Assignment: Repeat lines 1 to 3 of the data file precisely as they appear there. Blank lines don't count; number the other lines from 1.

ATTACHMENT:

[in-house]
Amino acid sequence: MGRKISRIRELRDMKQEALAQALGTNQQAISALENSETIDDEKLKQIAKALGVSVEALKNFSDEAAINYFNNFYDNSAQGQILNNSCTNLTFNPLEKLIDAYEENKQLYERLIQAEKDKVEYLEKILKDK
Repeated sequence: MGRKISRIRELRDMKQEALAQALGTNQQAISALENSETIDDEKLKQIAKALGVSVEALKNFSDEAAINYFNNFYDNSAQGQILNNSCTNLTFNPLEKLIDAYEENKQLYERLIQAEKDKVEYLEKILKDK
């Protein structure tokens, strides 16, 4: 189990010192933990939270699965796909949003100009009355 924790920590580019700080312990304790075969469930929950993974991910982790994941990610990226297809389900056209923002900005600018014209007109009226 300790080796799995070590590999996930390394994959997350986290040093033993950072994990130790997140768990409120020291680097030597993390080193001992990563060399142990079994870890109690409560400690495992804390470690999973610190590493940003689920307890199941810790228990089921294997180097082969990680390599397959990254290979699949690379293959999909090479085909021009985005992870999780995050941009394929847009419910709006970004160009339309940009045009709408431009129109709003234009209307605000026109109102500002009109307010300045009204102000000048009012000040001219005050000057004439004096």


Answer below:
[in-house]
Amino acid sequence: MGRKISRIRELRDMKQEALAQALGTNQQAISALENSETIDDEKLKQIAKALGVSVEALKNFSDEAAINYFNNFYDNSAQGQILNNSCTNLTFNPLEKLIDAYEENKQLYERLIQAEKDKVEYLEKILKDK
Repeated sequence: MGRKISRIRELRDMKQEALAQALGTNQQAISALENSETIDDEKLKQIAKALGVSVEALKNFSDEAAINYFNNFYDNSAQGQILNNSCTNLTFNPLEKLIDAYEENKQLYERLIQAEKDKVEYLEKILKDK